It's a dilemma that has stumped not only American workers, but middle class employees living in every post-industrialized country, from Germany to Japan.  And it's a dilemma that has confounded the brightest economists, who can't agree on how - or even if - we can generate new jobs for Western workers at pay rates Western workers want.  With the specter of robotization looming on the not-too-distant horizon, the chances of rebuilding our manufacturing payrolls seem bleak at best, at least in terms of jobs that can't be done in emerging-economy countries.

But Trump won the presidency based in large part on his promises of "making America great again" by bringing jobs back from overseas.  This small victory with Carrier provides Trump with a patriotic photo-op, and a chance to look super-presidential, but how many similar jobs can be similarly saved in significant enough numbers to make Trump look like he's keeping his promise?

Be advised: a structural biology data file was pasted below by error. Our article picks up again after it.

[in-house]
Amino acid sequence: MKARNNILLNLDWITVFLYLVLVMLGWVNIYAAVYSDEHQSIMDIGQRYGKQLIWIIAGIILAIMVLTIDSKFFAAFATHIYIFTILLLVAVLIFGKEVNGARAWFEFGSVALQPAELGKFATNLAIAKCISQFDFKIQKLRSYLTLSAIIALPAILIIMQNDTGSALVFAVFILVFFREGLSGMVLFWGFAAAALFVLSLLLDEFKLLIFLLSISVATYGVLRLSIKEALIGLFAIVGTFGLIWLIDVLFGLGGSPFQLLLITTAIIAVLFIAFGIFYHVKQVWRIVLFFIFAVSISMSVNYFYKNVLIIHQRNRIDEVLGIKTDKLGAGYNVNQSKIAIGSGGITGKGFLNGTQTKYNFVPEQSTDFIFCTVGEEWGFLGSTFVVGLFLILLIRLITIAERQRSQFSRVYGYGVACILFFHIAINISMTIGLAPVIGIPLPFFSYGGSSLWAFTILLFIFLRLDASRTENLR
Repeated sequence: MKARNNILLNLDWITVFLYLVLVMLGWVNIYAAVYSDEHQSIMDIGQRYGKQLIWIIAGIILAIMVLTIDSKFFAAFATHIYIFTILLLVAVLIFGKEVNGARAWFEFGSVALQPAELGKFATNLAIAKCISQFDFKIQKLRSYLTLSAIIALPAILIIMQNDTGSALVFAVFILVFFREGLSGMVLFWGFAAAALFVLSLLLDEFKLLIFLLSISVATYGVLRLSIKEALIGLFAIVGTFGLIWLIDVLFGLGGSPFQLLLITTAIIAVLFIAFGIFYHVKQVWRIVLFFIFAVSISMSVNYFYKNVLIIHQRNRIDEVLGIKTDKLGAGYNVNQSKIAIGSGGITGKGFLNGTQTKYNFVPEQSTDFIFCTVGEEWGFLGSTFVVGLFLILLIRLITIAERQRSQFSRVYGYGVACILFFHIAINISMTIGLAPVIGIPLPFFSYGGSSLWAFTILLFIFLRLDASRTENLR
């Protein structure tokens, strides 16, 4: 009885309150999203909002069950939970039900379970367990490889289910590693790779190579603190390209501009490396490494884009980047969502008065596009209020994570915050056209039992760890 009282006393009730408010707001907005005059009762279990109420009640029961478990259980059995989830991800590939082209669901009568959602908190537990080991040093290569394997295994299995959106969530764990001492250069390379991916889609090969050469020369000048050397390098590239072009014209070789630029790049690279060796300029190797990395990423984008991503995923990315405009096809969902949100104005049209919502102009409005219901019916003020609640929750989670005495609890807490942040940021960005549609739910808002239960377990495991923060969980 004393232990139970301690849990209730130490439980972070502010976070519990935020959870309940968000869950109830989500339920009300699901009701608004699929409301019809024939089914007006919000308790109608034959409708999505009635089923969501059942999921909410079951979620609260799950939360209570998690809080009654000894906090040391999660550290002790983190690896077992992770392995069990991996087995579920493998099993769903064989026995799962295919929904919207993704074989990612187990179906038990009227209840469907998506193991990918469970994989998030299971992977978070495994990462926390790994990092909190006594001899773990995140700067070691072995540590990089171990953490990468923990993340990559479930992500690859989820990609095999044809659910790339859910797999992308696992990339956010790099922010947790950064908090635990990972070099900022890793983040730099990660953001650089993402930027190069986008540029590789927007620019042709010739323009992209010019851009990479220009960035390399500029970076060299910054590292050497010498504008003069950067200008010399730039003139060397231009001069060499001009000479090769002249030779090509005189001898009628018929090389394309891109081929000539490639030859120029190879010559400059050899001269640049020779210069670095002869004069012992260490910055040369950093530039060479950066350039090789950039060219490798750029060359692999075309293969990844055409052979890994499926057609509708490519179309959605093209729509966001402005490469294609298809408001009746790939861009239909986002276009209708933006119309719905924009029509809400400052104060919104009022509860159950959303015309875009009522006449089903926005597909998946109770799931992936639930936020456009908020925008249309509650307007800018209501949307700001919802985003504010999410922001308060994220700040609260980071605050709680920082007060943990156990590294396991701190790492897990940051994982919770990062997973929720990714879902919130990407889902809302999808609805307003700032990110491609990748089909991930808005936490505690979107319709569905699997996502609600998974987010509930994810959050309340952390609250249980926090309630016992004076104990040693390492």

The reason companies fire Americans and transfer work to cheap-labor countries isn't because American employers enjoy putting fellow Americans out of work.  The reason has nothing to do with emotions, or frustration over unrealistic workers unions, or a desire to raise the standard of living for people half a world away.  The reason is all about a company's profit margin.

Wall Street wants companies to grow their profits any way they can.  And lowering a company's overhead is a relatively easy way to do that.  It's not complex economics, or new math, or bizarre logic.  It's simply capitalism exploiting some of its baser, less beneficent characteristics.